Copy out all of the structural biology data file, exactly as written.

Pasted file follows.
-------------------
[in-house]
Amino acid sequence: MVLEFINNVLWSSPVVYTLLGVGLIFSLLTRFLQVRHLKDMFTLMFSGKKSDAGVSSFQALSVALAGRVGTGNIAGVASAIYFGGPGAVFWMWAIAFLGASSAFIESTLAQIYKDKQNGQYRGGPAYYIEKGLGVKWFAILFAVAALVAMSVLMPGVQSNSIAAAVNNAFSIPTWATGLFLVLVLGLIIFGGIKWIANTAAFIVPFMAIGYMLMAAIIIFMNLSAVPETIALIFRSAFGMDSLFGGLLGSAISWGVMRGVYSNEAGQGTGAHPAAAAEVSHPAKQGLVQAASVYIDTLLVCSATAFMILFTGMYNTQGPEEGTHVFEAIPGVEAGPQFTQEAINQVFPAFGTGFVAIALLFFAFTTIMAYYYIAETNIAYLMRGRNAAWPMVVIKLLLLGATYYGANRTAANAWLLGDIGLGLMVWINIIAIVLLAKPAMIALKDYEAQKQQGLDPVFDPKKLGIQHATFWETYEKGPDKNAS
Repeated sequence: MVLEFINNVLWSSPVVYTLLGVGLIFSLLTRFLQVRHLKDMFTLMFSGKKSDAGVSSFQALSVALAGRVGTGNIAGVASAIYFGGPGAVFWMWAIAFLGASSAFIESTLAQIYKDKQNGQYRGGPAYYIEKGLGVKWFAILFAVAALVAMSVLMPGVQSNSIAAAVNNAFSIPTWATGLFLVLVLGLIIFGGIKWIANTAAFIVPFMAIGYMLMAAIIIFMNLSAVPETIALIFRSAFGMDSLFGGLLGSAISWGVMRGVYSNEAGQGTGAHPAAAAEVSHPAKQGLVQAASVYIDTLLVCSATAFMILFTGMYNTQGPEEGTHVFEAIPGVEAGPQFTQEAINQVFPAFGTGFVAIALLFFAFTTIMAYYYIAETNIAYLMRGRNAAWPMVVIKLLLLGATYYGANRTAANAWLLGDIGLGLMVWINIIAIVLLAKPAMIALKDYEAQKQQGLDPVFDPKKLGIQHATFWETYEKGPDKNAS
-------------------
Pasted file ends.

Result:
[in-house]
Amino acid sequence: MVLEFINNVLWSSPVVYTLLGVGLIFSLLTRFLQVRHLKDMFTLMFSGKKSDAGVSSFQALSVALAGRVGTGNIAGVASAIYFGGPGAVFWMWAIAFLGASSAFIESTLAQIYKDKQNGQYRGGPAYYIEKGLGVKWFAILFAVAALVAMSVLMPGVQSNSIAAAVNNAFSIPTWATGLFLVLVLGLIIFGGIKWIANTAAFIVPFMAIGYMLMAAIIIFMNLSAVPETIALIFRSAFGMDSLFGGLLGSAISWGVMRGVYSNEAGQGTGAHPAAAAEVSHPAKQGLVQAASVYIDTLLVCSATAFMILFTGMYNTQGPEEGTHVFEAIPGVEAGPQFTQEAINQVFPAFGTGFVAIALLFFAFTTIMAYYYIAETNIAYLMRGRNAAWPMVVIKLLLLGATYYGANRTAANAWLLGDIGLGLMVWINIIAIVLLAKPAMIALKDYEAQKQQGLDPVFDPKKLGIQHATFWETYEKGPDKNAS
Repeated sequence: MVLEFINNVLWSSPVVYTLLGVGLIFSLLTRFLQVRHLKDMFTLMFSGKKSDAGVSSFQALSVALAGRVGTGNIAGVASAIYFGGPGAVFWMWAIAFLGASSAFIESTLAQIYKDKQNGQYRGGPAYYIEKGLGVKWFAILFAVAALVAMSVLMPGVQSNSIAAAVNNAFSIPTWATGLFLVLVLGLIIFGGIKWIANTAAFIVPFMAIGYMLMAAIIIFMNLSAVPETIALIFRSAFGMDSLFGGLLGSAISWGVMRGVYSNEAGQGTGAHPAAAAEVSHPAKQGLVQAASVYIDTLLVCSATAFMILFTGMYNTQGPEEGTHVFEAIPGVEAGPQFTQEAINQVFPAFGTGFVAIALLFFAFTTIMAYYYIAETNIAYLMRGRNAAWPMVVIKLLLLGATYYGANRTAANAWLLGDIGLGLMVWINIIAIVLLAKPAMIALKDYEAQKQQGLDPVFDPKKLGIQHATFWETYEKGPDKNAS